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Why was Snakepit never bigger than it was?


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47 minutes ago, ShadowOfTheWave said:

Dover is a hideous singer, piss poor lyrics and vocal melodies, plus southern blues rock just wasn't "in" in 1995. Rod Jackson is a great singer, and writes great vocal melodies and pretty cool lyrics, but rock n roll was completely dead by 2000.

So just bad timing then.

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On 1/8/2021 at 1:25 PM, ssiscool said:

So Snaepit was formed as we know if '95. Not too long after the culmination of the UYI Tour. Slash was Riding high. But Snakepit never really took off. It could of easily been a huge band, but always seemed to lack something. What do you guys think is missing?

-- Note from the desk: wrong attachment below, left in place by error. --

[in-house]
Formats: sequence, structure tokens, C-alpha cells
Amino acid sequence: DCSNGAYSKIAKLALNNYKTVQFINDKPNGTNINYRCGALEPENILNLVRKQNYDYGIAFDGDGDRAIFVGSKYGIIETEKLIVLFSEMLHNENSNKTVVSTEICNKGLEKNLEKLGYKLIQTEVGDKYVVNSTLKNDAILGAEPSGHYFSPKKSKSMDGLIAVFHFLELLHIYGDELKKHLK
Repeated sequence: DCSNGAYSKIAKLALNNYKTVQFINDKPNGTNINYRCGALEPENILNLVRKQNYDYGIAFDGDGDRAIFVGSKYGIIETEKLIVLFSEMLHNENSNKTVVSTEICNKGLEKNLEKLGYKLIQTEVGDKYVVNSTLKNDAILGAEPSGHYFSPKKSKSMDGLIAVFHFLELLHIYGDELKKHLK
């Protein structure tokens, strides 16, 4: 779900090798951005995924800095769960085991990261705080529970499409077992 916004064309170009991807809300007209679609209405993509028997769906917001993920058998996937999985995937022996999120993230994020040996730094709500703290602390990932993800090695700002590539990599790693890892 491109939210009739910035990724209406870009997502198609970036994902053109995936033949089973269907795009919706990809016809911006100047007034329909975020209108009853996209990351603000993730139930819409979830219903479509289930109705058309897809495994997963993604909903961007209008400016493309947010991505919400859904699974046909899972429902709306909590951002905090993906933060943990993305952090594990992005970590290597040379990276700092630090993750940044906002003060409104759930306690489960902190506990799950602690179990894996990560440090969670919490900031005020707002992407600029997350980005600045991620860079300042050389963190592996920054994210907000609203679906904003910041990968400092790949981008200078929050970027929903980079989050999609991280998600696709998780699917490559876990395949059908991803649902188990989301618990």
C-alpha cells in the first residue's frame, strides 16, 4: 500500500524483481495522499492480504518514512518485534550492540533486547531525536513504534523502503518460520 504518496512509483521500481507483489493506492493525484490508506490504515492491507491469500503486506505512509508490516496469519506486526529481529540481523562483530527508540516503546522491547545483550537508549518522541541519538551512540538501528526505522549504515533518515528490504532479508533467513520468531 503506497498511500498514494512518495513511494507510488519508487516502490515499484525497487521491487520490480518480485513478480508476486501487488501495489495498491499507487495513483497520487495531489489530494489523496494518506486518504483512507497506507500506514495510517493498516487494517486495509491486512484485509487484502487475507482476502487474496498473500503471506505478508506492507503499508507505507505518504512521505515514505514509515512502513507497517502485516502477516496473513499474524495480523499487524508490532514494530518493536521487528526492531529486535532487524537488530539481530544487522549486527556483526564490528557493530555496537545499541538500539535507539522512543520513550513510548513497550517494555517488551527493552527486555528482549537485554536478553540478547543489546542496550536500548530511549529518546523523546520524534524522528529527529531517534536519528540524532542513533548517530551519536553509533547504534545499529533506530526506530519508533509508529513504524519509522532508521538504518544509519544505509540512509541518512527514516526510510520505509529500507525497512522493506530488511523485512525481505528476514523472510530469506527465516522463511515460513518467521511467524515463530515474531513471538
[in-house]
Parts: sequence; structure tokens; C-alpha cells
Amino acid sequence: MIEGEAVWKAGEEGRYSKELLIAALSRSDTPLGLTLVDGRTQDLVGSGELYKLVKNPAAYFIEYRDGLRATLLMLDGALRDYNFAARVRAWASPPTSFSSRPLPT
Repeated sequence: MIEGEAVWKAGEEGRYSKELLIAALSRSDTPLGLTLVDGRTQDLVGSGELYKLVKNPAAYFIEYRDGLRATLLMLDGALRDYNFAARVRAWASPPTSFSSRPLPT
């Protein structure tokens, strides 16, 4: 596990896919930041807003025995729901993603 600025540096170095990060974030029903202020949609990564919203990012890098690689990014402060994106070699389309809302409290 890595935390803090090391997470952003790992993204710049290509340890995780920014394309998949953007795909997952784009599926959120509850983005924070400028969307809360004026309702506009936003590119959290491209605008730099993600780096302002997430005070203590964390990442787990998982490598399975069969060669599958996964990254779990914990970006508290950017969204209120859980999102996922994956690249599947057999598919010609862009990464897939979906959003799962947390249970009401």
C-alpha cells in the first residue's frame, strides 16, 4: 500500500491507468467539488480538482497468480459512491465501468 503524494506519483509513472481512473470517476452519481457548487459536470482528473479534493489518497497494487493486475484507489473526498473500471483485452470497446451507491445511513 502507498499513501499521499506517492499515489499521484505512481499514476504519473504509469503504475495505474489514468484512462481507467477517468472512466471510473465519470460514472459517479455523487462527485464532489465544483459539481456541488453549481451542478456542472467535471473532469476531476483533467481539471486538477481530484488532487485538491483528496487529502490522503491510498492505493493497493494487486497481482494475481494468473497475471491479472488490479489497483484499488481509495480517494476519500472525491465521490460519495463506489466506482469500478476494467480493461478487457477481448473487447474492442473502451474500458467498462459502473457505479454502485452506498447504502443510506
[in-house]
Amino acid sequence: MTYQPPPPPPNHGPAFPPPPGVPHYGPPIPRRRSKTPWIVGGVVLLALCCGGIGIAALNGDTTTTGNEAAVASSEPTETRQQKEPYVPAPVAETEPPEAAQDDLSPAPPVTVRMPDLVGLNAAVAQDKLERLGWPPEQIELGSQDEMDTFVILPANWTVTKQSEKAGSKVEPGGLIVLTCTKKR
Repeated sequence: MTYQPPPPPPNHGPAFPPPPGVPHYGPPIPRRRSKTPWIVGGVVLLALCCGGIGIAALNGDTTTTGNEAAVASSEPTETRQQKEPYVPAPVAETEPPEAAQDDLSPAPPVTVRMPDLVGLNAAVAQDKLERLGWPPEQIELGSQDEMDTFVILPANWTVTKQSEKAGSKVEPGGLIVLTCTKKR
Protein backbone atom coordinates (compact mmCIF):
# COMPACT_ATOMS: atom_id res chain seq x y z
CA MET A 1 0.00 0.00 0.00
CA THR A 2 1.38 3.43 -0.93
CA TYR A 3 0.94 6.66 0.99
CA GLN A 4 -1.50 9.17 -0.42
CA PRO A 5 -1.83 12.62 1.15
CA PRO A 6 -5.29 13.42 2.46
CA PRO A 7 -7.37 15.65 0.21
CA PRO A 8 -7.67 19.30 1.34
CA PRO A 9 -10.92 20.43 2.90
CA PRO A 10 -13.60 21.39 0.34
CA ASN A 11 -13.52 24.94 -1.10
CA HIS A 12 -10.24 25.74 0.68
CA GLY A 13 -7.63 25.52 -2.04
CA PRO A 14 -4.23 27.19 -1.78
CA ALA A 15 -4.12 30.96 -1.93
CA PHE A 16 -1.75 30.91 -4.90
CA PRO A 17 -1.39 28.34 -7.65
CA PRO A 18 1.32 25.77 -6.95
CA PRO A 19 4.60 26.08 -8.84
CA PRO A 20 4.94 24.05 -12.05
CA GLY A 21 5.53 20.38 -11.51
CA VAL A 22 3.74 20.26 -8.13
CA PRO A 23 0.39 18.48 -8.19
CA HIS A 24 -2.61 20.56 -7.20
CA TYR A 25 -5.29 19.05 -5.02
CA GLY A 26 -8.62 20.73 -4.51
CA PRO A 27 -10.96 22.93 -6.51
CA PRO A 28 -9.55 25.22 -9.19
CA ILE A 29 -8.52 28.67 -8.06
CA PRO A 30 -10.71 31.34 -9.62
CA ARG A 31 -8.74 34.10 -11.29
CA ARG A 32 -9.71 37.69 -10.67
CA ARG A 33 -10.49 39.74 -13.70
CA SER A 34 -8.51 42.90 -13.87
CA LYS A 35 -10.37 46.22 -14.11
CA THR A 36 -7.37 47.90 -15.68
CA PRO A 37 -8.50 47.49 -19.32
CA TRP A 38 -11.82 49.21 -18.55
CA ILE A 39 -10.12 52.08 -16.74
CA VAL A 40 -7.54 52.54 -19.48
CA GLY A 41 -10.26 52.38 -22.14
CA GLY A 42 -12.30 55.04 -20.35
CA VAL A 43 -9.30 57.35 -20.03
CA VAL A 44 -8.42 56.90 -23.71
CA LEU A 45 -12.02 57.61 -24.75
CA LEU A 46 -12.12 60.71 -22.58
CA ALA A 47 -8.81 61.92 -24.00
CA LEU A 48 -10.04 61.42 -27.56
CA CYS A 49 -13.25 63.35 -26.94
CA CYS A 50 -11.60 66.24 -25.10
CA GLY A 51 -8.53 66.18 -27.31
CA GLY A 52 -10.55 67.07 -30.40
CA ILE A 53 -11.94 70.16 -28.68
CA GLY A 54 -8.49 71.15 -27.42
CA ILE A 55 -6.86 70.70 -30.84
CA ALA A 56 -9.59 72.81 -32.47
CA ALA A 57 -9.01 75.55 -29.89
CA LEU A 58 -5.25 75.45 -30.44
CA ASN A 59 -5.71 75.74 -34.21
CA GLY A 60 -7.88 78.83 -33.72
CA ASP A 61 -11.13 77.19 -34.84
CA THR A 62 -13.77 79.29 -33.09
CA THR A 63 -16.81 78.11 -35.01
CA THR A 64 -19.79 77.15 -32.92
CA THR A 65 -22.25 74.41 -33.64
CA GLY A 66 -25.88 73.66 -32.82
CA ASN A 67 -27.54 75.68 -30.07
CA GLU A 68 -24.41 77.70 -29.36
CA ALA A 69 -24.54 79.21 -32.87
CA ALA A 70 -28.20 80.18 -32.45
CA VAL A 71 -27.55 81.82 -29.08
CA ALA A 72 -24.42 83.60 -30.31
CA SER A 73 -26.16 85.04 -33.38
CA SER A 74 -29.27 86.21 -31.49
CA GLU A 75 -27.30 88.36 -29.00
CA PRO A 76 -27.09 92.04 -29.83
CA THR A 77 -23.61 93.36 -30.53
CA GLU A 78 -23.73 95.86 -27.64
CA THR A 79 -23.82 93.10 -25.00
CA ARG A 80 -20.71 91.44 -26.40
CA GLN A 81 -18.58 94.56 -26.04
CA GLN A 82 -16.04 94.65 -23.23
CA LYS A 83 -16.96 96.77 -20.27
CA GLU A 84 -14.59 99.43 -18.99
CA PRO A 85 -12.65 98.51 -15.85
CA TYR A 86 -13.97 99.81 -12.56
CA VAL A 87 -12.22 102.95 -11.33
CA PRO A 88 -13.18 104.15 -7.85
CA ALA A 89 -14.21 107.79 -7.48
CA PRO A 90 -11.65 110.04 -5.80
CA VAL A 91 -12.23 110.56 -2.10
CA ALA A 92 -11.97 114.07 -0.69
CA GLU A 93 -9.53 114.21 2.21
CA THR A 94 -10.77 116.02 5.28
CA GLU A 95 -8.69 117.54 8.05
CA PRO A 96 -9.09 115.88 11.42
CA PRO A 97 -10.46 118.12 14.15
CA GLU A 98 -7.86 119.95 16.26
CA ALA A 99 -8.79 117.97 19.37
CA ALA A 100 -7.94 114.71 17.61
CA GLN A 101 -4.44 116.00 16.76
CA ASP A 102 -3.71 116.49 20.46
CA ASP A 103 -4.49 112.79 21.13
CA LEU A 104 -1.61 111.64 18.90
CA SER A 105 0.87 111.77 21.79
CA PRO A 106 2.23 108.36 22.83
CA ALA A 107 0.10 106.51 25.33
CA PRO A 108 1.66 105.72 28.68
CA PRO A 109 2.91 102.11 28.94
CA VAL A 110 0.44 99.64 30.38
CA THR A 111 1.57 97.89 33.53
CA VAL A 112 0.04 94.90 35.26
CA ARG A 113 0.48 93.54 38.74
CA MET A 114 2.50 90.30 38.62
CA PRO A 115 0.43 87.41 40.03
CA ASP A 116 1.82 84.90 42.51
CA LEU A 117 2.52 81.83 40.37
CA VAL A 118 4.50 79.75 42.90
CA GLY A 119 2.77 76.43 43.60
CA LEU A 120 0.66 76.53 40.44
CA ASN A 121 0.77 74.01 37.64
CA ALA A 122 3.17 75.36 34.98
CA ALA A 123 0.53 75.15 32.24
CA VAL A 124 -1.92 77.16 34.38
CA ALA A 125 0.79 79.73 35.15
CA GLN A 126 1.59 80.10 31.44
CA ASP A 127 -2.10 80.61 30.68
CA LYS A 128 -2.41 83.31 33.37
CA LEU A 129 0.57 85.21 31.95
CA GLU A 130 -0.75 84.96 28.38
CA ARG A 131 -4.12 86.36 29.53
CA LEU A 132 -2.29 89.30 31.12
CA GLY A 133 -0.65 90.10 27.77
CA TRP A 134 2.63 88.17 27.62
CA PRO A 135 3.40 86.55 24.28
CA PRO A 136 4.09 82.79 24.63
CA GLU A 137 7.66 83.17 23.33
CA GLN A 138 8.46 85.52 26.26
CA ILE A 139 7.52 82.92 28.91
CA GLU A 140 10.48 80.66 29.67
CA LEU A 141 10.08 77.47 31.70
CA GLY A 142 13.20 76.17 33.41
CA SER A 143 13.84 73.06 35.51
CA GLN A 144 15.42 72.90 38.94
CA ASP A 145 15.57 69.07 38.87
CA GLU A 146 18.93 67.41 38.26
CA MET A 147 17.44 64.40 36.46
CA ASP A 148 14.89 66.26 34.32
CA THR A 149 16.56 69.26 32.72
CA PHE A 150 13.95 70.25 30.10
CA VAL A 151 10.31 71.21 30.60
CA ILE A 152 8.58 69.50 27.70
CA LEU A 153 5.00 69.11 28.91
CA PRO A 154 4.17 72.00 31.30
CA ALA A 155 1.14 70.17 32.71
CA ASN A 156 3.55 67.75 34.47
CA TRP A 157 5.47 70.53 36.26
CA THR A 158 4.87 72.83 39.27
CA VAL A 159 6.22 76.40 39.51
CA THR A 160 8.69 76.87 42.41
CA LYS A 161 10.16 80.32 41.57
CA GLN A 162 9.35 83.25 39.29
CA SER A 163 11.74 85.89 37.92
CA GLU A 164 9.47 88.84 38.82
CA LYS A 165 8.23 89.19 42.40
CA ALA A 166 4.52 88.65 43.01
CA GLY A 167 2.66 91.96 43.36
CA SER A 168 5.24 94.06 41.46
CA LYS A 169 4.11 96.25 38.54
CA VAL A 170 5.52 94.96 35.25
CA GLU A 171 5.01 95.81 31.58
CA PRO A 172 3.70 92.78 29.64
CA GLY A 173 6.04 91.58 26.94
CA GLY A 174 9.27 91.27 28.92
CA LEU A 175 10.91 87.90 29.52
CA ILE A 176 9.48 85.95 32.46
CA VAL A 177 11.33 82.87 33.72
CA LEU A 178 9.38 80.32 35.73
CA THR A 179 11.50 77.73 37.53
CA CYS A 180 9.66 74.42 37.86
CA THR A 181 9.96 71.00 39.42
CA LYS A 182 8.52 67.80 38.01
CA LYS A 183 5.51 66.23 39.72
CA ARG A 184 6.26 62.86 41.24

They weren't Grunge or Alternative, and that was all the rage at the time. 

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1 hour ago, moreblack said:

They weren't Grunge or Alternative, and that was all the rage at the time. 

I dunno, I thought there were some songs on Snakepit that could’ve fit in with grunge at the time.

The overall sound of It’s Five O’clock Somewhere is quite raw and grungy, production wise. But I guess all things Slash and GN’R in 1995, were considered dated 80’s hair metal, and most rock fans wouldn’t give them a proper chance. 

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13 hours ago, Mendez said:

Aside from the quality of the songs (which, like GNR, had a couple absolute bangers,but also some duds) not much memorable hooks. Always gotta have a catchy hook for a band to become popular, and I don't remember the hooks being particularly catchy. Good To Be Alive had great verses and prechorus, but the choruas was lacking

 

Times called for different genres

 

also one thing everyone forgets is side projects are almost never popular, or even as popular as bands they came from.

I think that's a good point. Even Axl would struggle without the Guns n Roses name.

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On 1/10/2021 at 7:36 PM, Free Bird said:

The question should be, "why was Snakepit bigger than it actually was?"